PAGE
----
Support for this work is provided by DARPA NMS (N66001-01-1-8909), DOE Contract No: DE-FC02-01ER 25466, and by NSF ANI-0221172, with support from the DHS/NCS.
Their share: diversity and disparity in IP traffic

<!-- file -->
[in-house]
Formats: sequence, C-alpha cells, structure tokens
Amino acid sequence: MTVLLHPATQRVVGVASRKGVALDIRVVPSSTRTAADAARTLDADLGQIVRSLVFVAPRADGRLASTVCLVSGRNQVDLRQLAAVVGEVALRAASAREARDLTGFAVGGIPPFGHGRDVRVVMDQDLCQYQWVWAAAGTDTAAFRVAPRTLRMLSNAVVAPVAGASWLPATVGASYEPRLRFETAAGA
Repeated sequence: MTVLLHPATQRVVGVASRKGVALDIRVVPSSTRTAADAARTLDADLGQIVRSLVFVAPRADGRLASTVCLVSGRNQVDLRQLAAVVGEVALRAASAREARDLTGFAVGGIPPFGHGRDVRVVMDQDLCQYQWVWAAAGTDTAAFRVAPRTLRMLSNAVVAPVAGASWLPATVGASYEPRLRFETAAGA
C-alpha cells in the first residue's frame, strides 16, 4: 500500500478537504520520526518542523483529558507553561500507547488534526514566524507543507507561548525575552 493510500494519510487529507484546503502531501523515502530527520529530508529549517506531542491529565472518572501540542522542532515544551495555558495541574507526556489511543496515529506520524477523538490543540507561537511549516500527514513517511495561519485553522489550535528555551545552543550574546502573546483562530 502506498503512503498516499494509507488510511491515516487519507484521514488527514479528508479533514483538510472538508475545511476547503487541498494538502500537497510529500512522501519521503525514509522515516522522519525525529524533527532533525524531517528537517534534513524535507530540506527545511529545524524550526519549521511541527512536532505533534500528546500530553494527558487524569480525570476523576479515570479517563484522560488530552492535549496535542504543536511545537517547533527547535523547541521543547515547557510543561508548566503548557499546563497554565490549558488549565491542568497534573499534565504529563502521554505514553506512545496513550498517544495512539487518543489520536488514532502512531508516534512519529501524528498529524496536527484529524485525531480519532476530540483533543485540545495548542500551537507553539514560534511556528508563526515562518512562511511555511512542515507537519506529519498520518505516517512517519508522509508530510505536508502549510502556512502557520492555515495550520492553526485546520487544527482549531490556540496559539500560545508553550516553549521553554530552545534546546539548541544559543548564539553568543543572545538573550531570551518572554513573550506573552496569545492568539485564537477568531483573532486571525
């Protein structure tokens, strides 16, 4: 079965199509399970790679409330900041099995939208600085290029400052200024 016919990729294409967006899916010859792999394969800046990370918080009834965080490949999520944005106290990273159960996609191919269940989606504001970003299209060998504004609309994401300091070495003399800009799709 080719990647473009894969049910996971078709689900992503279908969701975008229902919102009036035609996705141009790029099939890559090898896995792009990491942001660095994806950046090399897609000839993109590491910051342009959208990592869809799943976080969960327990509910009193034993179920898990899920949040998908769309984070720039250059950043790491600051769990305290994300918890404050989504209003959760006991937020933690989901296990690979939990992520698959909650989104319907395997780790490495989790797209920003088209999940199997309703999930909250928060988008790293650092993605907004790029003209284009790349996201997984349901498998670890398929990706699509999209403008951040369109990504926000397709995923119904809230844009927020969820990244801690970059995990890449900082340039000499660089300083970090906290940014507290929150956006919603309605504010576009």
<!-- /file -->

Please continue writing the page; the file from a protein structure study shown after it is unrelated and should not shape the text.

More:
The need to service populations of high diversity in the face of high disparity affects all aspects of network operation: planning, routing, engineering, security, and accounting. We analyze diversity/disparity from the perspective of selecting a boundary between mice and elephants in IP traffic aggregated by route, e.g., destination AS. Our goal is to find a concise quantifier of size disparity for IP addresses, prefixes, policy atoms and ASes, similar to the oft-quoted 80/20 split (e.g., 80% of volume in 20% of sources). We define crossover as the fraction c of total volume contributed by a complementary fraction 1 - c of large objects. Studying sources and sinks at two Tier 1 backbones and one university, we find that splits of 90/10 and 95/5 are common for IP traffic. We compare the crossover diversity to common analytic models for size distributions such as Pareto/Zipf. We find that AS traffic volumes (by byte) are top-heavy and can only be approximated by Pareto with alpha = 0.5, and that empirical distributions are often close to Weibull with shape parameter 0.2-0.3. We also find that less than 20 ASes send or receive 50% of all traffic in both backbones' samples, a disparity that can simplify traffic engineering. Our results are useful for developers of traffic models, generators and simulators, for router testers and operators of high-speed networks.